Tampa, Florida 2021-02-23 23:24:51 –
Tampa, Florida — Christina Parente is especially cautious during a pandemic. But, like many others who aren’t 65 years old yet, she’s still waiting for the COVID-19 vaccine.
“Life is the four walls of this house,” she said.
That’s because she says diabetes and residual scar tissue in the lungs increase her risk. A few years ago, she said pneumonia left her on a ventilator for several months, emphasizing the importance of vaccination.
“I’m deadly afraid to return to the ventilator because it was a struggle that wasn’t fun. I just have that safety net. I’m not hospitalized or killed if I get sick. , Or because you know you are very ill, I want that comfort, “she said.
She said she had only moved to the area a year ago just before the pandemic and could only secure a primary care physician.
Under the Governor’s urgent order to specify who can be vaccinated, hospital providers are allowed to vaccinate what they consider to be very vulnerable to COVID-19.
The Florida Emergency Management Agency said the Florida Department of Health and the Florida Department of Health have assigned more than 115,000 doses to highly vulnerable hospitals.
This week, 28 hospitals were assigned an additional 30,240 doses to vaccinate the hospitals that received the emergency order.
“The state is working with hospitals throughout the state to ensure that it has sufficient resources to vaccinate highly vulnerable individuals,” the agency said.
Some local hospital systems said they are using CDC standard Determine who is very vulnerable.
Here is where they are standing now:
Advent Health West Florida Division He said he is currently vaccination of very vulnerable patients. This includes Sarah Sizemore, 19, who suffers from a rare genetic disorder.
“We really needed medical care, but it was very dangerous without the vaccine, so this makes a lot of sense to us,” her sister and caregiver Jessica Wilhelmj interviewed with the hospital. Said in.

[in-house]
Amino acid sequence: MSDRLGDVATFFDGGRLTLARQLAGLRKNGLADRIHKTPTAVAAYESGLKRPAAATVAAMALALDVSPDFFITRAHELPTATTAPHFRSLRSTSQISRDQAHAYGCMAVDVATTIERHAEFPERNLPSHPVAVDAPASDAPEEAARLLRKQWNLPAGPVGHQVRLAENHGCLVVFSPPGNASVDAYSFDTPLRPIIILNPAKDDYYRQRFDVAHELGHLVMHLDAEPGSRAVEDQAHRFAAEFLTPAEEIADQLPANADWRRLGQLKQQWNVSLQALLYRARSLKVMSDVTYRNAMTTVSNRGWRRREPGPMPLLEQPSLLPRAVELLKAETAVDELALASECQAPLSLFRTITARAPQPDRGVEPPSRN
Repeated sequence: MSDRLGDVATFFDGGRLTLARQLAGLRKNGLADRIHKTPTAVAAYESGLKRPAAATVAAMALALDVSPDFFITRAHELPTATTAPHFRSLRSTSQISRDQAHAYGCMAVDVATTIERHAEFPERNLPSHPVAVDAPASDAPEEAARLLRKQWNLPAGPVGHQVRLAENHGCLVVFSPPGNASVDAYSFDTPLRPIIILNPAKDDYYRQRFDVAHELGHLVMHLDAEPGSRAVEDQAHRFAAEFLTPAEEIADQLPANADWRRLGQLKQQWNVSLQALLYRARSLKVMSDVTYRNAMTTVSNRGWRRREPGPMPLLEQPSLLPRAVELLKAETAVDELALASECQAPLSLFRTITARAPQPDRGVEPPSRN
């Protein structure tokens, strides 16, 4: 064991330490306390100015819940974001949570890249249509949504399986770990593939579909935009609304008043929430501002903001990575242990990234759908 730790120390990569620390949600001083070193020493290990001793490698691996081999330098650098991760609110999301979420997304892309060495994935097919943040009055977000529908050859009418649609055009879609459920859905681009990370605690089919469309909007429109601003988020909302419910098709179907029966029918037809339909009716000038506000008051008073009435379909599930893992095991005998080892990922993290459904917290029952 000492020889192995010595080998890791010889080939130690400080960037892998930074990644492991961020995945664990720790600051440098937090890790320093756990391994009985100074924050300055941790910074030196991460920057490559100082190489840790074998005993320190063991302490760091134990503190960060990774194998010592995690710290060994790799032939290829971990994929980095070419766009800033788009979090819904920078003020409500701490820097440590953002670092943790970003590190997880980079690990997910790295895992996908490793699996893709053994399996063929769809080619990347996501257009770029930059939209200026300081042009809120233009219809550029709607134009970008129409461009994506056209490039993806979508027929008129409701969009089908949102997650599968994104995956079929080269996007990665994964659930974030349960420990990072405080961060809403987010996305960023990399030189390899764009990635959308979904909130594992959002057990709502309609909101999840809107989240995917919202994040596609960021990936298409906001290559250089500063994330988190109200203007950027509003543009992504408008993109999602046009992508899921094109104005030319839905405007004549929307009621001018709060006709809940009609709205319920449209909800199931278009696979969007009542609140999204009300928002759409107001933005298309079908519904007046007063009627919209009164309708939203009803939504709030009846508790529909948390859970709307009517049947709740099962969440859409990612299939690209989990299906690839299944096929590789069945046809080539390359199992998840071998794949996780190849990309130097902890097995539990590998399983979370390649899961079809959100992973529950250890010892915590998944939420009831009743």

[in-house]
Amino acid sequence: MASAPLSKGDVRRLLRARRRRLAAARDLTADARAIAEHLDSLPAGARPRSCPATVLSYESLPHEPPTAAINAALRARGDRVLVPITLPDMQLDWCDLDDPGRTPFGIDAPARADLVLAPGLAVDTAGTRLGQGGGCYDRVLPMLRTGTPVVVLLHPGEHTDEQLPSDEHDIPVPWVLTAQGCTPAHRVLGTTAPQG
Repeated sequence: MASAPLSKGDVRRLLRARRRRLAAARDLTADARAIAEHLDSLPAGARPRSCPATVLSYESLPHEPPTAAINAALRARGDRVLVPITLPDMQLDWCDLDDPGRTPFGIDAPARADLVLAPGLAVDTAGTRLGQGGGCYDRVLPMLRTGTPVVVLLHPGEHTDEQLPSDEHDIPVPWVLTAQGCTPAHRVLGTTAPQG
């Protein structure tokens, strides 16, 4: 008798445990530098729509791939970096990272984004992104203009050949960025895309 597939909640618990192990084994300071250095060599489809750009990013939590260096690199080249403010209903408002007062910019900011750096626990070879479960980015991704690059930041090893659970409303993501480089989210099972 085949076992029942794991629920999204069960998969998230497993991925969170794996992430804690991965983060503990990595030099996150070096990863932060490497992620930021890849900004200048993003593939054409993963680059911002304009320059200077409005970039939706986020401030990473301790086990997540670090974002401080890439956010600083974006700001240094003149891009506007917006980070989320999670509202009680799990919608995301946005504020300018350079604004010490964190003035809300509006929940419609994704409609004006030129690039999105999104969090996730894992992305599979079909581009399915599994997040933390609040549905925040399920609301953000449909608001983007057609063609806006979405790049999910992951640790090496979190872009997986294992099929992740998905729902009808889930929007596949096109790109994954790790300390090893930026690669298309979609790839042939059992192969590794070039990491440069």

She said the vaccine could allow her to undergo brain surgery and continue with other necessary care.
According to the system, qualified people will be notified directly. This includes patients with solid organ and bone marrow transplants, patients with aggressively treated cancer, patients with cystic fibrosis, patients with sickle cell disease, and adults with Down’s disease.
BayCare Starting this week, he said he has expanded the criteria for prioritizing COVID-19 vaccination for people aged 18-64 who are medically vulnerable. It includes more symptoms such as COPD, congestive heart failure, and diabetes. The hospital system is contacting eligible patients.
The HCA Healthcare West Florida Division stated that some hospitals are receiving small doses, follow federal and state guidelines, and use CDC guidance.
“As vaccines become more widely available, we will work with local partners, including state and regional health departments and pharmacies, to make vaccines more generally available,” a spokeswoman said.
Sarasota Memorial Healthcare System He said he received the first allocation of the Moderna vaccine to high-risk people under the age of 65 with underlying illness.
We distributed it on Monday and contacted patients, outreach disease management programs in the database, and clinics specializing in cancer, heart failure, stroke, COPD, and diabetes directly.
“At this time, there are not enough vaccines to schedule appointments for patients referred by doctors and high-risk community members and to maintain a waiting list. As more supplies become available, We will continue our efforts to extend immunization to health care workers and high-risk people in the community, “said a spokesman.
“We are largely limited due to the lack of products,” said Jay Wolfson, Ph.D., Senior Associate Dean of the Morsani College of Medicine at USF.
“The message is that we are getting better with this. We need to produce more of what we are,” he said.
Meanwhile, Christina Parente waits for her turn.
Vulnerable patients wait their turn for COVID-19 vaccine Source link Vulnerable patients wait their turn for COVID-19 vaccine